An Artist Recital Series performance by Richard Goode, piano.
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Partita in E Minor, BWV 830 (1730) Johann Sebastian Bach
Tempo di Gavotta
Sonata No. 28 in A Major, Op. 101 (1815-16) Ludwig van Beethoven
Etwas lebhaft, und mit der innigsten Empfindung. Allegretto, ma non troppo
Lebhaft. Marschmäßig. Vivace alla Marcia
Langsam und sehnsuchtsvoll. Adagio, ma non troppo, con affetto
Geschwind, doch nicht zu sehr und mit Entschlossenheit. Allegro
Nocturne in B Major, Op. 62, No. 1 (1846) Frédéric Chopin
Op. 41 No. 2 in B Major
Op. 41 No. 3 in A-flat Major
Op. 50 No. 3 in C-sharp Minor
Polonaise-fantaisie, Op. 61 (1846)
Sonata No. 31 in A-flat Major, Op. 110 (1821) Ludwig van Beethoven
Moderato cantabile, molto espressivo
Adagio ma non troppo - Arioso dolente - Fuga I - Allegro ma non troppo - Arioso – Fuga
Richard Goode has been hailed for music-making of tremendous emotional power, depth and expressiveness, and has been acknowledged worldwide as one of today’s leading interpreters of Classical and Romantic music. In regular performances with the major orchestras, recitals in the world’s music capitals, and through his extensive and acclaimed Nonesuch recordings, he has won a large and devoted following.
Gramophone magazine recently captured the essence of what makes Richard Goode such an original and compelling artist: '‘Every time we hear him, he impresses us as better than we remembered, surprising us, surpassing our expectations and communicating perceptions that stay in the mind.”
Richard Goode opens his 2015-2016 season as soloist with the Los Angeles Chamber Orchestra and Jeffrey Kahane, followed by appearances with the Orchestre de Paris and Herbert Blomstedt, the Cincinnati Symphony and David Zinman, and the Orchestre National de Lyon and Ton Koopman, among others. A compelling recitalist, Mr. Goode will be featured in the Great Performers Series at Lincoln Center in New York, at the Royal Festival Hall in London, in the Chicago Symphony series, and at major venues in the U.S. and Europe including those in Budapest, Cleveland, Denver, Dublin, Genova, Glasgow, Kansas City, Philadelphia, San Francisco, Vancouver and Washington, DC. He will also return to both the Gilmore Festival and Krannert Center at the University of Illinois in addition to performing in a gala concert celebrating the 30th Anniversary of the Philadelphia Chamber Music Society.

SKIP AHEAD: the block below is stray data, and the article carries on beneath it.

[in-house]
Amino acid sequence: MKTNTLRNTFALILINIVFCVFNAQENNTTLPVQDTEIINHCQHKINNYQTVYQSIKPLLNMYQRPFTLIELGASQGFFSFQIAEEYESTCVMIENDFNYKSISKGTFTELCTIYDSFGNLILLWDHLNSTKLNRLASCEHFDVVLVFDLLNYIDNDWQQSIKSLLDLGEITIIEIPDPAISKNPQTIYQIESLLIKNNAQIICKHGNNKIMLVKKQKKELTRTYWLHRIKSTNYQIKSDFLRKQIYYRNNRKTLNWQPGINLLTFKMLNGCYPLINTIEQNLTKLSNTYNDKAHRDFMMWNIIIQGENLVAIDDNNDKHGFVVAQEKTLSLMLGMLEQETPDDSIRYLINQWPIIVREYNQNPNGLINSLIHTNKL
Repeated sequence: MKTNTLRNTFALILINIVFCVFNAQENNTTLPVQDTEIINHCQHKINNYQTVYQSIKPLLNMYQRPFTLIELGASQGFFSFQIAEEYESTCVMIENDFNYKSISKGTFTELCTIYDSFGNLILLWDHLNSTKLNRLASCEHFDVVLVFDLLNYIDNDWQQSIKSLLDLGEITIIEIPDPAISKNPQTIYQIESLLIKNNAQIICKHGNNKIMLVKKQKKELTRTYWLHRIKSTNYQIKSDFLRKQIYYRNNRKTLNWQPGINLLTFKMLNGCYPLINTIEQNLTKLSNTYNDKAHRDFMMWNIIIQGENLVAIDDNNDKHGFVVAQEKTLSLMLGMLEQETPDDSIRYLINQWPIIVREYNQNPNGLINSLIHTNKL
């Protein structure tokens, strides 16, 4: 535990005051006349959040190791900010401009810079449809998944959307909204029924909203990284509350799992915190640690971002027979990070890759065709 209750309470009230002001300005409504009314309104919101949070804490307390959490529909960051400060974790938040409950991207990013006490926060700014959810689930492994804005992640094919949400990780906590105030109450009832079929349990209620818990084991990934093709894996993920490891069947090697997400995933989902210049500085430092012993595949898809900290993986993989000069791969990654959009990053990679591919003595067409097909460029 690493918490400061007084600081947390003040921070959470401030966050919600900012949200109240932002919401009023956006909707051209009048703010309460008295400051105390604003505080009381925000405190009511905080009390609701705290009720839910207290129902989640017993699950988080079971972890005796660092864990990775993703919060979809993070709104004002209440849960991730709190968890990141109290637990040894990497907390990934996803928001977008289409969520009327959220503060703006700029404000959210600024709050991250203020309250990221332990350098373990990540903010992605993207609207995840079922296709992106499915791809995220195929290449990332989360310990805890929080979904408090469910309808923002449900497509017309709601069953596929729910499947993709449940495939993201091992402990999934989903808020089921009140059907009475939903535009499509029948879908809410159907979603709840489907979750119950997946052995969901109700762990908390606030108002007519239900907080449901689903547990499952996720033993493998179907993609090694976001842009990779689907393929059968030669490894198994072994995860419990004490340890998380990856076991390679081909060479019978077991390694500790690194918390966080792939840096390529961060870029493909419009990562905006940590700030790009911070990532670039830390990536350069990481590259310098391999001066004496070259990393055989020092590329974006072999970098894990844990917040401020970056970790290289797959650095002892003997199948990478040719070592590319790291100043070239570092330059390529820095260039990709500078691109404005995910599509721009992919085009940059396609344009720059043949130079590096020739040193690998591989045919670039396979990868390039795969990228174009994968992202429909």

In the 2014-2015 season Mr. Goode opened Lincoln Center’s Mostly Mozart Festival and was featured in five appearances at Carnegie Hall. In addition to a recital in the main hall, he appeared as a soloist with the Boston Symphony Orchestra under the baton of Andris Nelsons, in two chamber music concerts with young artists from Marlboro Music Festival and conducting a master class on Debussy piano works. He was also heard as soloist with orchestras including the Los Angeles Philharmonic, St. Louis, Milwaukee and San Diego Symphonies. In addition, he performed recitals at the Concertgebouw in Amsterdam, Wigmore Hall in London, the Celebrity Series of Boston, Cal Performances in Berkeley, the Philadelphia Chamber Music Society, the University Musical Society in Ann Arbor, at Shriver Hall in Baltimore, in Toronto at the Royal Conservatory, at The Schubert Club in St. Paul, Spivey Hall in Atlanta, Yale School of Music, Dartmouth College, Duke Performances, Middlebury College and in other major series in the U.S. and Europe.